Home >

Equity and immunization supply chain in Madagascar

Tuesday, 4th of April 2017 Print

Abstract below; full text is at http://www.sciencedirect.com/science/article/pii/S0264410X17300518

Vaccine

Volume 35, Issue 17, 19 April 2017, Pages 2148–2154

Equity and immunization supply chain in Madagascar 

Available online 30 March 2017

 

http://dx.doi.org/10.1016/j.vaccine.2016.11.099

Get rights and content

Under a Creative Commons license

  Open Access


Abstract

Vaccination rates have improved in many countries, yet immunization inequities persist within countries and the poorest communities often bear the largest burden of vaccine preventable disease. Madagascar has one of the worlds largest equity gaps in immunization rates. Barriers to immunization include immunization supply chain, human resources, and service delivery to reflect the health system building blocks, which affect poor rural communities more than affluent communities. The Reaching Every District (RED) approach was revised to address barriers and bottlenecks. This approach focuses on the provision of regular services, including making cold chain functional. This report describes Madagascars inequities in immunization, its programmatic causes and the country plans to address barriers to immunization in the poorest regions in the country.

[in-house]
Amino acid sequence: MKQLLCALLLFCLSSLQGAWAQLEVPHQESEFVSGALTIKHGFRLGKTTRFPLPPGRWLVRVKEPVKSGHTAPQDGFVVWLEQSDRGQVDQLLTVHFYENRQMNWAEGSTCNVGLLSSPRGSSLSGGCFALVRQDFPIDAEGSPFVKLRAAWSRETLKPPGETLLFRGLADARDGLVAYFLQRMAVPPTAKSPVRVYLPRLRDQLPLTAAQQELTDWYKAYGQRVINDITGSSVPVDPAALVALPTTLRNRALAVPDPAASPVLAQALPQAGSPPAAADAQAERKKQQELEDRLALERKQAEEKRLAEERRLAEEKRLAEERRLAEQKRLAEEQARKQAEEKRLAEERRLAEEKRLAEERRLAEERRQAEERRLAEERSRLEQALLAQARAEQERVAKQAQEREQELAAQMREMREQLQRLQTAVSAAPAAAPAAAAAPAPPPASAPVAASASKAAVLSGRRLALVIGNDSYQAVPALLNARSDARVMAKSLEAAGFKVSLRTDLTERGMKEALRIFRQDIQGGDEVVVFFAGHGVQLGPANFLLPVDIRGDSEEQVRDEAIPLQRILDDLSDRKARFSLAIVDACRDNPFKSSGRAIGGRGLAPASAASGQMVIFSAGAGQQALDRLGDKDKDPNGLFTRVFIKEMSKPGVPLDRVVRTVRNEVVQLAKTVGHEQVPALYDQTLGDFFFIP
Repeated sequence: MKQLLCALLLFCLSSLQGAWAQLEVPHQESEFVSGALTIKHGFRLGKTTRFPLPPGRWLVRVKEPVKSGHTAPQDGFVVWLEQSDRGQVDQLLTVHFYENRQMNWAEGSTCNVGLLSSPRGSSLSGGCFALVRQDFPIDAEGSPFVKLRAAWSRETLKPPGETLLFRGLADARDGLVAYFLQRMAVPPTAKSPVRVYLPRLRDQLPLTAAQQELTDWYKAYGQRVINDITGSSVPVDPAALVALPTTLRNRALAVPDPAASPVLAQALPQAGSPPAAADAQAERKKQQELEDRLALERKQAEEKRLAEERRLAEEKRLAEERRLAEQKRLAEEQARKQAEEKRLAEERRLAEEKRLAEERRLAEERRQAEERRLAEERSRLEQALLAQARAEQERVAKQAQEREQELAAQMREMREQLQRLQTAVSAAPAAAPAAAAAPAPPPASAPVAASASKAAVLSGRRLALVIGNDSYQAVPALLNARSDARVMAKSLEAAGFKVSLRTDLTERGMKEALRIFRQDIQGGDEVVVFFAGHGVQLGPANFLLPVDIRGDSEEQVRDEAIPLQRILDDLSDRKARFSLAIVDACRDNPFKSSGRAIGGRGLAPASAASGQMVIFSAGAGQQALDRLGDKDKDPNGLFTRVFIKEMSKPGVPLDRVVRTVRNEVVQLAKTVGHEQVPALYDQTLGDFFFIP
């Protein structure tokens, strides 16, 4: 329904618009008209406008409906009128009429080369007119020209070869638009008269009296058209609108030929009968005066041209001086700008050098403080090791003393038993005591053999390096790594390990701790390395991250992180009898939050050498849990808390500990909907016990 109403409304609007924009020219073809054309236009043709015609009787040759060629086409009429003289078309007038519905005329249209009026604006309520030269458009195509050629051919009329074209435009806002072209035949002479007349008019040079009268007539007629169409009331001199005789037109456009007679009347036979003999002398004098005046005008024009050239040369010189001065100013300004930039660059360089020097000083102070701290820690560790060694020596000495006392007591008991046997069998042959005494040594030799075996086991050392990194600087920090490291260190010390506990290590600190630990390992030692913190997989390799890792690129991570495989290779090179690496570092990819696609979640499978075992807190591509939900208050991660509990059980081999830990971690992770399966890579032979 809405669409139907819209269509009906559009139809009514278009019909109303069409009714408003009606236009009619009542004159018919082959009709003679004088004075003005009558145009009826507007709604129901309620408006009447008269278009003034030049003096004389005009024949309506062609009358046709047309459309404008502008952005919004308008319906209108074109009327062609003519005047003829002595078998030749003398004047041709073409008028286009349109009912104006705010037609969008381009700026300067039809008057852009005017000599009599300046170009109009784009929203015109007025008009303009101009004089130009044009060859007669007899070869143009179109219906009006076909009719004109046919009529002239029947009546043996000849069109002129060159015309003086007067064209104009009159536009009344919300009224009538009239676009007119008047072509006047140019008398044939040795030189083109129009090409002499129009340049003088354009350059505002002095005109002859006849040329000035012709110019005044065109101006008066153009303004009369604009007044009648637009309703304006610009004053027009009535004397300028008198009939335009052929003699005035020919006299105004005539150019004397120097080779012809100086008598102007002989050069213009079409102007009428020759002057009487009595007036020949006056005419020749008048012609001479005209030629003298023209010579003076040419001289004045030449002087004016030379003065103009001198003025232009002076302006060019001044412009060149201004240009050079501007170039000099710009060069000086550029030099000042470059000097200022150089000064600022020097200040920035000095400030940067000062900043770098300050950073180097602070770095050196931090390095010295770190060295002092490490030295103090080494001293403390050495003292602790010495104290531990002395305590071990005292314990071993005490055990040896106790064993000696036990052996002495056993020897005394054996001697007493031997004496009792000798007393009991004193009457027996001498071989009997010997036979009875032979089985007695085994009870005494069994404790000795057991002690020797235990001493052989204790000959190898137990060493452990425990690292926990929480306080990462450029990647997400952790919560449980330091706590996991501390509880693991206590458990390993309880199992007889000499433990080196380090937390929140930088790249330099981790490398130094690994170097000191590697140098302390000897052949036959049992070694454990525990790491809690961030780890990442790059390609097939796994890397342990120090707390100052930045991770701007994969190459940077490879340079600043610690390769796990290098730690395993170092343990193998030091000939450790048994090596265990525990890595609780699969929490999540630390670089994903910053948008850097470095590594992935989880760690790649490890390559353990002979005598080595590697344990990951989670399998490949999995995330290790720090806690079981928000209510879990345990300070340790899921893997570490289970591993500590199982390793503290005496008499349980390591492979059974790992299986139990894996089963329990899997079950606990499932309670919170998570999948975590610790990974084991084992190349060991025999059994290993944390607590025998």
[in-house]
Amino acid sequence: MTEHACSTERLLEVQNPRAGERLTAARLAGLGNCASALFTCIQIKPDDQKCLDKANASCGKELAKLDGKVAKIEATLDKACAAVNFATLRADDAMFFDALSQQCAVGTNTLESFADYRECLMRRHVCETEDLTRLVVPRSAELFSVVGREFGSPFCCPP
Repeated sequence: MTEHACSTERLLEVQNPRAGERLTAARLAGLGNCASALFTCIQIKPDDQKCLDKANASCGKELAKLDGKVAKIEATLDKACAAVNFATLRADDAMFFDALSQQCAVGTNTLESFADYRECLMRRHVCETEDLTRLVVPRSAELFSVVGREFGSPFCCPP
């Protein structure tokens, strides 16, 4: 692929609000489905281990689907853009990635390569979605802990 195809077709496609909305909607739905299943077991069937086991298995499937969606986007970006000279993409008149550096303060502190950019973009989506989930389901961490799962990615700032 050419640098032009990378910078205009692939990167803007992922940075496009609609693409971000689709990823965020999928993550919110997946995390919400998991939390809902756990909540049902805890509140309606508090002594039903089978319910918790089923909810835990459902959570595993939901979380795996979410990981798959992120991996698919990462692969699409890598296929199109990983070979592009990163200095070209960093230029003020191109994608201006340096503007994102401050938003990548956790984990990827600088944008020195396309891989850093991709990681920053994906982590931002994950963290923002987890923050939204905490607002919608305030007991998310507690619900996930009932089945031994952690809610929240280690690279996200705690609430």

Methods

Two cross-sectional health facility surveys conducted in November and December 2013 and in March 2015 were performed in four regions of Madagascar to quantify immunization system barriers.

Findings

Of the four regions studied, 26–33% of the population live beyond 5 km (km) of a health center. By 2015, acceptable (fridges stopped working for less than 6 days) cold chains were found in 52–80% of health facilities. Only 10–57% of health centers had at least two qualified health workers. Between 65% and 95% of planned fixed vaccination sessions were conducted and 50–88% of planned outreach sessions were conducted. The proportion of planned outreach sessions that were conducted increased between the two surveys.

Conclusion

The Madagascar immunization program faces serious challenges and those affected most are the poorest populations. Major inequities in immunization were found at the subnational level and were mainly geographic in nature. Approaches to improve immunization systems need to be equitable. This may include the replacement of supply chain equipment with those powered by sustainable energy sources, monitoring its functionality at health facility level and vaccination services in all communities.

(C) All Rights Reserved - Child Survival.net